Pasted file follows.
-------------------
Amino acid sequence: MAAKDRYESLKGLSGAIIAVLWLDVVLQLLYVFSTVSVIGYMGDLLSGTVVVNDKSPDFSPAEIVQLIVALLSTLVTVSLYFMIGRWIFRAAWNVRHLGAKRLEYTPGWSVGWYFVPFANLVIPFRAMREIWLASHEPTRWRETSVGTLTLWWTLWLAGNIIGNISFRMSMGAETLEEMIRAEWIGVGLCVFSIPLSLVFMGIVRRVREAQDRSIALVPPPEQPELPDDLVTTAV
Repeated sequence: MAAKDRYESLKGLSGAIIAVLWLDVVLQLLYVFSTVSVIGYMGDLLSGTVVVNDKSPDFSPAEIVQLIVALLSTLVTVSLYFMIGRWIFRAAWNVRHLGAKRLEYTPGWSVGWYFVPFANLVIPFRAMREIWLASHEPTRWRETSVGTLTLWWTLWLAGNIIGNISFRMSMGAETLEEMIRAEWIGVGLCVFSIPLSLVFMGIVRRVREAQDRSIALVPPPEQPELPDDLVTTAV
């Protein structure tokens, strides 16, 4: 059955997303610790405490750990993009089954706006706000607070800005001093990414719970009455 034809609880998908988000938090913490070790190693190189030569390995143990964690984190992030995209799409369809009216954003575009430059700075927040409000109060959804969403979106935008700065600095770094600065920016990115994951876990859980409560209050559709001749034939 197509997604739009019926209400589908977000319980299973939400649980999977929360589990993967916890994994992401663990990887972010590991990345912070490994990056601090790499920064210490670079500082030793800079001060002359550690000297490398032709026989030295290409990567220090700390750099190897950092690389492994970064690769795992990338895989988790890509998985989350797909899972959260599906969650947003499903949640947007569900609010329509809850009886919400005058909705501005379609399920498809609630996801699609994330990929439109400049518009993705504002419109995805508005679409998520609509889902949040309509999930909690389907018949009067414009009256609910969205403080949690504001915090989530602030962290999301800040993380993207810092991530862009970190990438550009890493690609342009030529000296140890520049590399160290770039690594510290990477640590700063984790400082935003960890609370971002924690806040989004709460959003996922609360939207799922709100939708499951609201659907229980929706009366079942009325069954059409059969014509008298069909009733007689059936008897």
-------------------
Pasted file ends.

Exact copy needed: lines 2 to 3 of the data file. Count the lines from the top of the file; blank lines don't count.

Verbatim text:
Repeated sequence: MAAKDRYESLKGLSGAIIAVLWLDVVLQLLYVFSTVSVIGYMGDLLSGTVVVNDKSPDFSPAEIVQLIVALLSTLVTVSLYFMIGRWIFRAAWNVRHLGAKRLEYTPGWSVGWYFVPFANLVIPFRAMREIWLASHEPTRWRETSVGTLTLWWTLWLAGNIIGNISFRMSMGAETLEEMIRAEWIGVGLCVFSIPLSLVFMGIVRRVREAQDRSIALVPPPEQPELPDDLVTTAV
């Protein structure tokens, strides 16, 4: 059955997303610790405490750990993009089954706006706000607070800005001093990414719970009455 034809609880998908988000938090913490070790190693190189030569390995143990964690984190992030995209799409369809009216954003575009430059700075927040409000109060959804969403979106935008700065600095770094600065920016990115994951876990859980409560209050559709001749034939 197509997604739009019926209400589908977000319980299973939400649980999977929360589990993967916890994994992401663990990887972010590991990345912070490994990056601090790499920064210490670079500082030793800079001060002359550690000297490398032709026989030295290409990567220090700390750099190897950092690389492994970064690769795992990338895989988790890509998985989350797909899972959260599906969650947003499903949640947007569900609010329509809850009886919400005058909705501005379609399920498809609630996801699609994330990929439109400049518009993705504002419109995805508005679409998520609509889902949040309509999930909690389907018949009067414009009256609910969205403080949690504001915090989530602030962290999301800040993380993207810092991530862009970190990438550009890493690609342009030529000296140890520049590399160290770039690594510290990477640590700063984790400082935003960890609370971002924690806040989004709460959003996922609360939207799922709100939708499951609201659907229980929706009366079942009325069954059409059969014509008298069909009733007689059936008897």